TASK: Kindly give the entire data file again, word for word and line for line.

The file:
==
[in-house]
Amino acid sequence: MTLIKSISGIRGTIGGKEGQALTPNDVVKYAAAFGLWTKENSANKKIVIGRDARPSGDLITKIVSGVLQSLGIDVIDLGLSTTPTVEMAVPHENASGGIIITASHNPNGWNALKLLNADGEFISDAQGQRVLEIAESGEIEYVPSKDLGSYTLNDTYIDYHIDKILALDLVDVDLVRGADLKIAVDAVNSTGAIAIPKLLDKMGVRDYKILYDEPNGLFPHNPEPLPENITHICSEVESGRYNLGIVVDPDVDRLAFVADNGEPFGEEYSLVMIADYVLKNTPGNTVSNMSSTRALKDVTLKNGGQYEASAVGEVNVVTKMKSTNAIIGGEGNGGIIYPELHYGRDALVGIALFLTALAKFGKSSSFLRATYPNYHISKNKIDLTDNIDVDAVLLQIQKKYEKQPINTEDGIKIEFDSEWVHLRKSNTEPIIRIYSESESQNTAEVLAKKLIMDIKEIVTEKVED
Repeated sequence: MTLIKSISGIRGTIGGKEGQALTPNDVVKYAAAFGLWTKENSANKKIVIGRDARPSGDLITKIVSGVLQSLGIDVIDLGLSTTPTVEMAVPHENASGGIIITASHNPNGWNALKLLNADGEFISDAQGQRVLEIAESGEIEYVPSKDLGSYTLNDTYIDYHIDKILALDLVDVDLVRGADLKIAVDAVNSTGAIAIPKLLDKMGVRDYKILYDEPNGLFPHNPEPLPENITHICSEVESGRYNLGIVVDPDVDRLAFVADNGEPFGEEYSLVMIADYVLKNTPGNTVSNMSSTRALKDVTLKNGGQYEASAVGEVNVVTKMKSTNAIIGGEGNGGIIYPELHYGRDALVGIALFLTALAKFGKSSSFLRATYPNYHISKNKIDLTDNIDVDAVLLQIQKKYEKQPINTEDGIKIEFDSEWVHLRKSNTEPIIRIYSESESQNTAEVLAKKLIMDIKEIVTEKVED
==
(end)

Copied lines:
[in-house]
Amino acid sequence: MTLIKSISGIRGTIGGKEGQALTPNDVVKYAAAFGLWTKENSANKKIVIGRDARPSGDLITKIVSGVLQSLGIDVIDLGLSTTPTVEMAVPHENASGGIIITASHNPNGWNALKLLNADGEFISDAQGQRVLEIAESGEIEYVPSKDLGSYTLNDTYIDYHIDKILALDLVDVDLVRGADLKIAVDAVNSTGAIAIPKLLDKMGVRDYKILYDEPNGLFPHNPEPLPENITHICSEVESGRYNLGIVVDPDVDRLAFVADNGEPFGEEYSLVMIADYVLKNTPGNTVSNMSSTRALKDVTLKNGGQYEASAVGEVNVVTKMKSTNAIIGGEGNGGIIYPELHYGRDALVGIALFLTALAKFGKSSSFLRATYPNYHISKNKIDLTDNIDVDAVLLQIQKKYEKQPINTEDGIKIEFDSEWVHLRKSNTEPIIRIYSESESQNTAEVLAKKLIMDIKEIVTEKVED
Repeated sequence: MTLIKSISGIRGTIGGKEGQALTPNDVVKYAAAFGLWTKENSANKKIVIGRDARPSGDLITKIVSGVLQSLGIDVIDLGLSTTPTVEMAVPHENASGGIIITASHNPNGWNALKLLNADGEFISDAQGQRVLEIAESGEIEYVPSKDLGSYTLNDTYIDYHIDKILALDLVDVDLVRGADLKIAVDAVNSTGAIAIPKLLDKMGVRDYKILYDEPNGLFPHNPEPLPENITHICSEVESGRYNLGIVVDPDVDRLAFVADNGEPFGEEYSLVMIADYVLKNTPGNTVSNMSSTRALKDVTLKNGGQYEASAVGEVNVVTKMKSTNAIIGGEGNGGIIYPELHYGRDALVGIALFLTALAKFGKSSSFLRATYPNYHISKNKIDLTDNIDVDAVLLQIQKKYEKQPINTEDGIKIEFDSEWVHLRKSNTEPIIRIYSESESQNTAEVLAKKLIMDIKEIVTEKVED